In stark contrast to Saturday, today (Sunday) was near-perfect: Yesterday dawned cold, rainy and dreary; this morning was crisp and sunny. Yesterday’s walk along the Paseo de Prado began amid lush greenery but veered into the harsh concrete of Nuevos Ministerios; today’s expedition through the Parque del Buen Retiro was idyllic start to finish. Yesterday’s afternoon meal was a hastily chosen, overpriced, mostly bland filler on the Plaza Mayor; today’s main meal was sophisticated, delicious and affordable.

After our now-habitual breakfast buffet, we set out to erase yesterday’s shortcomings. Our walk led us to Madrid’s well-manicured version of Central Park where we spent several hours amid the maze of rose bushes and trellises of the Rosaleda (rose garden), the peacock party in the Jardines de D. Cecilio Rodriguez, the park’s central lake thronged by families and brimming with rowboats, and surrounding neighborhoods. Afterward, we ambled west in search of a friend-recommended restaurant: La Finca de Susanna near the Sevilla metro stop. La Finca had a line forming at 2 p.m., so we added our name to the hour-long wait list and headed around the corner to a cafe with a pastry-laden front window.

Hontanares has a coffee-shop vibe but a taberna menu. We sat at the counter, ordered wine and olives from the genial tabernero and recounted our walk. We were tempted by toasted bocadillos, meat- and cheese-filled pastries and more tapas, but did our best to avoid filling up before our scheduled meal.

At 3, we returned to the bright yellow awnings that mark the exterior of La Finca de Susanna. The interior is a study in bustling efficiency. Putty-colored walls, oversized black-and-gold barrel chandeliers and wall of wine are markedly contemporary, while rustic wood floors, crisp linens and palm-flanked windows give the space its namesake country-house feel.

The menu’s hearty Mediterranean and Spanish dishes make ordering a challenge. We started with a refreshing gazpacho laced with minced onions, red bell peppers and crunchy croutons; and a creamy chicken-liver pate enhanced by fruity olive oil. Hot fresh-baked bread did sopping duty as we awaited our entrees. J’s succulent braised pork ribs arrived accompanied by perfectly cooked couscous. My lamb shoulder, falling off the bone and bathed in a earthy pan juices, was complemented by sweet caramelized baby onions. We finished our two rather large plates, but dessert was out of the question — though a rich-looking wedge of chocolate torte sent to neighboring tables flirted with us briefly. Next time.

A beautiful day capped by a satisfying meal — a perfect Easter Sunday. We dedicate today’s meal to Julia y Pedro, the patron saints of the weekend “linner.” Mwah.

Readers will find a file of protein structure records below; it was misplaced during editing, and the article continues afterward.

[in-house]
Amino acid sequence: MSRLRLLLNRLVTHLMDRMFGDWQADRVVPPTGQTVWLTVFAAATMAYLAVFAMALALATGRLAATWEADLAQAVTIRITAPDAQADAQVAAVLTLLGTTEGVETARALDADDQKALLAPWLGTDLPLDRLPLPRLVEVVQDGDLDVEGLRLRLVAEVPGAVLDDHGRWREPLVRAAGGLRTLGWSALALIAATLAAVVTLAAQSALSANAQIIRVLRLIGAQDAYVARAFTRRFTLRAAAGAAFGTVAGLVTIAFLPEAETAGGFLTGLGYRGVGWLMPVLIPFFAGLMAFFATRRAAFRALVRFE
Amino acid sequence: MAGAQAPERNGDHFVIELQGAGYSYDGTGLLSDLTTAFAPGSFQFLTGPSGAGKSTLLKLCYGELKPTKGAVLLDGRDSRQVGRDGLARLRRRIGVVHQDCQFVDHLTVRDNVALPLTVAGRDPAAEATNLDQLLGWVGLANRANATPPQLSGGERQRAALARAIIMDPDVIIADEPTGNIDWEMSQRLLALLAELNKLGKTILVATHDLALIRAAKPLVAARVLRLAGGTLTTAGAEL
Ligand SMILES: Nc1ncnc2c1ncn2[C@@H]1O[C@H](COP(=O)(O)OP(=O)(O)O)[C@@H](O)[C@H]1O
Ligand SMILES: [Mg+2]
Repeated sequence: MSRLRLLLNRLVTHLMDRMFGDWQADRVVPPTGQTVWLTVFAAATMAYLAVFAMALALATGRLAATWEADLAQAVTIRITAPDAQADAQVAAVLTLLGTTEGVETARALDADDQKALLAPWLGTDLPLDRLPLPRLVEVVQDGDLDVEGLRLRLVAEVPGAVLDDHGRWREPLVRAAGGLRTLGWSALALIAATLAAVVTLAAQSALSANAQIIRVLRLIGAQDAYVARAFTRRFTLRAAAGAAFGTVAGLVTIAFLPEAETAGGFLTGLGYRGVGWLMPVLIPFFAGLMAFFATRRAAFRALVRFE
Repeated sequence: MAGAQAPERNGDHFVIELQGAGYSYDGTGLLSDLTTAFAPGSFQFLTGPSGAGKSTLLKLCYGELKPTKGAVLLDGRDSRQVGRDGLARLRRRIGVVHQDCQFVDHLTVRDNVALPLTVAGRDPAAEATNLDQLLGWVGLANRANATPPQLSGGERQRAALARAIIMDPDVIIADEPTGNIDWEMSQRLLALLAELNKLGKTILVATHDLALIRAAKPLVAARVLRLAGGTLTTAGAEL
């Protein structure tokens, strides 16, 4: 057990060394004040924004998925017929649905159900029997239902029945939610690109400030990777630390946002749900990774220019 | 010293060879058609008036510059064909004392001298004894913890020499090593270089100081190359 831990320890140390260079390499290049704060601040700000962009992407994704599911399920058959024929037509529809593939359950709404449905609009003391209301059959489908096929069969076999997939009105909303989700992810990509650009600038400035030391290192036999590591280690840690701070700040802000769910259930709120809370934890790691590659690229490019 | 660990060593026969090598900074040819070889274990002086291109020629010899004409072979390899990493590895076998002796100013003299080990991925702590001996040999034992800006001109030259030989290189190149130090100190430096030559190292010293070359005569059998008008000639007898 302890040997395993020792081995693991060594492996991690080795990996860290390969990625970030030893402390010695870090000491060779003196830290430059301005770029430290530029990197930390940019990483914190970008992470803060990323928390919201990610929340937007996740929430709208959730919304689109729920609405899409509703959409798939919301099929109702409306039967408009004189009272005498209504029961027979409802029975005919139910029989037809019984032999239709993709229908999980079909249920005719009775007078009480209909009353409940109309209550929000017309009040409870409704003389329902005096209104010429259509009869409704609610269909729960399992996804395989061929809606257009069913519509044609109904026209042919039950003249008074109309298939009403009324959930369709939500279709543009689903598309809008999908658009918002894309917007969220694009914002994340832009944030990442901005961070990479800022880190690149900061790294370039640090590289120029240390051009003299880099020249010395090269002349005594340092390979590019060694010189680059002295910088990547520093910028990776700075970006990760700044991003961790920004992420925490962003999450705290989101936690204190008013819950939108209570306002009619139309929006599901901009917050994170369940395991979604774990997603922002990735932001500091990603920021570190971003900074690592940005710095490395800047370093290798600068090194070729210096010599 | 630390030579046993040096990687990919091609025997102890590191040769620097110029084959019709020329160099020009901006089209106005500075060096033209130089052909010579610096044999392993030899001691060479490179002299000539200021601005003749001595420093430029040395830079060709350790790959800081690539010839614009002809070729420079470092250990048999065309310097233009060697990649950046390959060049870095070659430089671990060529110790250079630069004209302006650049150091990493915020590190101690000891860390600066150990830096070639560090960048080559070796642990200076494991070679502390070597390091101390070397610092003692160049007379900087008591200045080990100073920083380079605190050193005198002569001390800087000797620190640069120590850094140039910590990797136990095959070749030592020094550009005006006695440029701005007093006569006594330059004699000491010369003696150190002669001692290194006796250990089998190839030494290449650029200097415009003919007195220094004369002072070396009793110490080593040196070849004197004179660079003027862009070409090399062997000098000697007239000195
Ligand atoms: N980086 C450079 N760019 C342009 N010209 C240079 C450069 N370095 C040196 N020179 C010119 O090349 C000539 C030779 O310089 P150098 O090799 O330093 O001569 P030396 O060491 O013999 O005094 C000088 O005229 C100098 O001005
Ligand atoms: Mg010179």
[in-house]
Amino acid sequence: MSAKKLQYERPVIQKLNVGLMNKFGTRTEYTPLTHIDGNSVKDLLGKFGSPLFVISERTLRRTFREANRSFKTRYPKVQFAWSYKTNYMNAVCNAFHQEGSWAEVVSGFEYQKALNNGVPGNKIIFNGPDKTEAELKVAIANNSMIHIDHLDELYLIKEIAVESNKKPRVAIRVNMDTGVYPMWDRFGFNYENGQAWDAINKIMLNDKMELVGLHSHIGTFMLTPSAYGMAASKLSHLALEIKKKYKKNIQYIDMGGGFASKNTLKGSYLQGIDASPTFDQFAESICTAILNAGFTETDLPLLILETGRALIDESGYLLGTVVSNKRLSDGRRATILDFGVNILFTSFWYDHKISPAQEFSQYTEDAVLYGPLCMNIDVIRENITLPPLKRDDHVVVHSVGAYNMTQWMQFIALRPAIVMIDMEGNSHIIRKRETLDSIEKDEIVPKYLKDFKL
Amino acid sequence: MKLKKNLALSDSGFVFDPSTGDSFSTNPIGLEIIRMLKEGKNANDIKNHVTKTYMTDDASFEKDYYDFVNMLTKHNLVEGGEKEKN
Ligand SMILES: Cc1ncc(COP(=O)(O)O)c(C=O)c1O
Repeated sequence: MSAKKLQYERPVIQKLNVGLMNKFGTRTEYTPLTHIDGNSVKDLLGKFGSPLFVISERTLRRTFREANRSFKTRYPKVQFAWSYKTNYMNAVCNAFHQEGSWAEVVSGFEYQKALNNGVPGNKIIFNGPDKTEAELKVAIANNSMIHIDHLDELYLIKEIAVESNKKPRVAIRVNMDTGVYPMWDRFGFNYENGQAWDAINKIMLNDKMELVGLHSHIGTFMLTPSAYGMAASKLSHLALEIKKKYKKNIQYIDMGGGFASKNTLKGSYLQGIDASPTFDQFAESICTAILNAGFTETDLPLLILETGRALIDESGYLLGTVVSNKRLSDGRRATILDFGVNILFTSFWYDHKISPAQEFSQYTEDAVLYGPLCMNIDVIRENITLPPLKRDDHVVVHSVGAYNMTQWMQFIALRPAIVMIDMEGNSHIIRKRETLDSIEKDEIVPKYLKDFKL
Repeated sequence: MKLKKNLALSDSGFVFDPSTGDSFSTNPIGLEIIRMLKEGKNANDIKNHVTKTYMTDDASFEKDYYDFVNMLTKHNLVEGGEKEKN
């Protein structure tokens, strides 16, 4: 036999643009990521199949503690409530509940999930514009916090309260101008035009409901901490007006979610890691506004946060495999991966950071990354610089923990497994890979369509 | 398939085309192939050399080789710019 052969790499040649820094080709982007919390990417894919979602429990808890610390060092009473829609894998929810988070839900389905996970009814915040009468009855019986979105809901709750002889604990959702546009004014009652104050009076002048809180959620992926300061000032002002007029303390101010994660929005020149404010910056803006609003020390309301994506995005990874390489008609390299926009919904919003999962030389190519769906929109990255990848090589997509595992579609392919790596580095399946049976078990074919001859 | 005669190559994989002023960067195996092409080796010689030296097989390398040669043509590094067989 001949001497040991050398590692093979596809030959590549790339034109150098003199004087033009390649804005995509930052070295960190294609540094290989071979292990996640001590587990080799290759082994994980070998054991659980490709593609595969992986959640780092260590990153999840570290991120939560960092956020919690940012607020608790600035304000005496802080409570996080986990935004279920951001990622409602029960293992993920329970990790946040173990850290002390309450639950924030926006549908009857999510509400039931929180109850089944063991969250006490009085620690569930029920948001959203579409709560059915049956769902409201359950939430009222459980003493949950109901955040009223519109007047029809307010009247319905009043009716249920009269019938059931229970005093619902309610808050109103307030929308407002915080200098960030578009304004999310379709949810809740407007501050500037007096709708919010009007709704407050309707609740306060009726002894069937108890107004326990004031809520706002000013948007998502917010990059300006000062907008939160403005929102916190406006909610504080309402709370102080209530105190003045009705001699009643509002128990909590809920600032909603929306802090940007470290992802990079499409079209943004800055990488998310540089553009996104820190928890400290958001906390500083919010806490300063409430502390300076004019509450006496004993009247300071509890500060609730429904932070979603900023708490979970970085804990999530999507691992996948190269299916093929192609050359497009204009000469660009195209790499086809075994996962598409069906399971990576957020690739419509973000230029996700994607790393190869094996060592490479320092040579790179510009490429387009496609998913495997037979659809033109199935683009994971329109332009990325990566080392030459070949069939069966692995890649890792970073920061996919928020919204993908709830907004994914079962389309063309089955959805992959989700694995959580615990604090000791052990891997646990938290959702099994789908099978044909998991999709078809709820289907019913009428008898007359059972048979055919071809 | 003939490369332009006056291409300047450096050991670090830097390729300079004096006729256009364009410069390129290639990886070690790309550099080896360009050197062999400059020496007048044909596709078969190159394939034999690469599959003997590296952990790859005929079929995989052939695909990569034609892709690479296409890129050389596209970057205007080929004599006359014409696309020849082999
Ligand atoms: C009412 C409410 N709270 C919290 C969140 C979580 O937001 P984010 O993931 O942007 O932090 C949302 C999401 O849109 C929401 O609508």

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Los Perros de Madrid

April 23, 2011

Un perrito wants ice cream.

A remarkable thing about Madrid is the concentration of little dogs. Sure, there are larger perros about, but everywhere we turn we run into some diminutive fuzzball on the end of a lead invoking awwwws from me and eye-rolling from J. (It could be that he sees his future in those bitty perritos, but is loath to admit it.)

Green space abounds in this metropolis but not in old Madrid. And, as any city dweller knows, when nature calls, los perros answer without hesitation. So along the streets in this part of town, it’s not unusual to see a little guy squatting on the cobblestone until the terrible tether tugs, pulling him off balance. Unable to set anchor for a bit of relief is a great burden.

It’s clear Madrileños love their pooches, but to call our hotel pet-friendly would be an understatement by the looks of the room-service “Menu para Mascotas”: vegetable risotto with rice, chicken stock, carrot, onion, asparagus and spinach, 16€; sliced filet mignon with steamed potato, olive oil and “a little salt,” 25€; suckling pig with couscous, 21€. And of course a dessert of petit fours.

La familia.

All approved and guaranteed by a local animal hospital.

We thought he world should know, but por favor … do not let Chance and Ernesto hear. We would have a revolución on our hands.

Day 1: Madrid

April 22, 2011

Tapas in the window of a taberna, Plaza Mayor.

Tapas at Plaza Mayor.

Having survived the near-coma induced by 17 hours of travel and a nine-hour time difference, our first full day in Madrid called for on-foot orientation. As every road trip requires fuel, we descended to the lobby of our hotel in search of fresh fruit to counter the unfortunate but unavoidable transgressions committed en route. The hotel restaurant, Midnight Rose, features a sleek dining room abutted by a swank tapas lounge. (More on that later in the trip.) Confronted with the choice of breakfast menu or buffet, we chose the latter — half-price if you join the hotel chain’s loyalty club — and started the day with fresh orange juice, coffee, sliced citrus, pineapple, eggs, pork in various mouthwatering forms and the like. My favorite: a table devoted to assorted cheeses, lox, cherry tomatoes, salchicha and jamón ibérico. Delightful.

Thus fortified and dressed for whatever weather might develop, we ventured west through narrow cobbled streets toward historic Plaza Mayor, which presented the first of many statues whose subjects were either 1. Master astride mount or 2. Steed en solo, having ditched master. The statuary of Madrid has a decidedly horsey flavor.